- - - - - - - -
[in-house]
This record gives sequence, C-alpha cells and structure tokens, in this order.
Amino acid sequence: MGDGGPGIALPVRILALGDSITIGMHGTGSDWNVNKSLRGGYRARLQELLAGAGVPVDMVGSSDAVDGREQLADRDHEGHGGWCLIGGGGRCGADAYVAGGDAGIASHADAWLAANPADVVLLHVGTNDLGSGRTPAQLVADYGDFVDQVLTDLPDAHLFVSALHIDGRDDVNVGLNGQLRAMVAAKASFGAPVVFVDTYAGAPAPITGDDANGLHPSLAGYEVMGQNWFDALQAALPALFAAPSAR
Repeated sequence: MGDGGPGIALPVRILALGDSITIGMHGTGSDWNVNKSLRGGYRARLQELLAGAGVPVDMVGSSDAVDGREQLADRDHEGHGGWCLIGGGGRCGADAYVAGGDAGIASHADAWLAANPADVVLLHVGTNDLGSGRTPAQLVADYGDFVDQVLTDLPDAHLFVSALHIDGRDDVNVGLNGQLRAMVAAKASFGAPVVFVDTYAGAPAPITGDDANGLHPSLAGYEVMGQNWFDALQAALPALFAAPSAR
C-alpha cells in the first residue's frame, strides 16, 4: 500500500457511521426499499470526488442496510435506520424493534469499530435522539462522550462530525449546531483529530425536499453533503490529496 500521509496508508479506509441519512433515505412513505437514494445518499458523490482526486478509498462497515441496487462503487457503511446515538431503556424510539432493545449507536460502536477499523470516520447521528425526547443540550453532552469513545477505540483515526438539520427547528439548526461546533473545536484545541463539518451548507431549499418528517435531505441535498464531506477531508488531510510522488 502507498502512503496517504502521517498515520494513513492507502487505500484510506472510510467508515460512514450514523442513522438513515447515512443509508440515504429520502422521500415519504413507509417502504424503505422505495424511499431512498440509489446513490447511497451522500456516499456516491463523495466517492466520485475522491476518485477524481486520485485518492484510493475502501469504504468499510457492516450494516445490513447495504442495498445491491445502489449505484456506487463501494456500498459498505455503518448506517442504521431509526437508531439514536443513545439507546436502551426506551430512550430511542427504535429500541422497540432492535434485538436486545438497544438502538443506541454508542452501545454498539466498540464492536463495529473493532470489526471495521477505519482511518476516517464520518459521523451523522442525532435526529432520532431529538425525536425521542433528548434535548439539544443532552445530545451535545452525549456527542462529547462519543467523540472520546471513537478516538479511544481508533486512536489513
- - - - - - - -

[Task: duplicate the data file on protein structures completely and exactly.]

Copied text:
[in-house]
This record gives sequence, C-alpha cells and structure tokens, in this order.
Amino acid sequence: MGDGGPGIALPVRILALGDSITIGMHGTGSDWNVNKSLRGGYRARLQELLAGAGVPVDMVGSSDAVDGREQLADRDHEGHGGWCLIGGGGRCGADAYVAGGDAGIASHADAWLAANPADVVLLHVGTNDLGSGRTPAQLVADYGDFVDQVLTDLPDAHLFVSALHIDGRDDVNVGLNGQLRAMVAAKASFGAPVVFVDTYAGAPAPITGDDANGLHPSLAGYEVMGQNWFDALQAALPALFAAPSAR
Repeated sequence: MGDGGPGIALPVRILALGDSITIGMHGTGSDWNVNKSLRGGYRARLQELLAGAGVPVDMVGSSDAVDGREQLADRDHEGHGGWCLIGGGGRCGADAYVAGGDAGIASHADAWLAANPADVVLLHVGTNDLGSGRTPAQLVADYGDFVDQVLTDLPDAHLFVSALHIDGRDDVNVGLNGQLRAMVAAKASFGAPVVFVDTYAGAPAPITGDDANGLHPSLAGYEVMGQNWFDALQAALPALFAAPSAR
C-alpha cells in the first residue's frame, strides 16, 4: 500500500457511521426499499470526488442496510435506520424493534469499530435522539462522550462530525449546531483529530425536499453533503490529496 500521509496508508479506509441519512433515505412513505437514494445518499458523490482526486478509498462497515441496487462503487457503511446515538431503556424510539432493545449507536460502536477499523470516520447521528425526547443540550453532552469513545477505540483515526438539520427547528439548526461546533473545536484545541463539518451548507431549499418528517435531505441535498464531506477531508488531510510522488 502507498502512503496517504502521517498515520494513513492507502487505500484510506472510510467508515460512514450514523442513522438513515447515512443509508440515504429520502422521500415519504413507509417502504424503505422505495424511499431512498440509489446513490447511497451522500456516499456516491463523495466517492466520485475522491476518485477524481486520485485518492484510493475502501469504504468499510457492516450494516445490513447495504442495498445491491445502489449505484456506487463501494456500498459498505455503518448506517442504521431509526437508531439514536443513545439507546436502551426506551430512550430511542427504535429500541422497540432492535434485538436486545438497544438502538443506541454508542452501545454498539466498540464492536463495529473493532470489526471495521477505519482511518476516517464520518459521523451523522442525532435526529432520532431529538425525536425521542433528548434535548439539544443532552445530545451535545452525549456527542462529547462519543467523540472520546471513537478516538479511544481508533486512536489513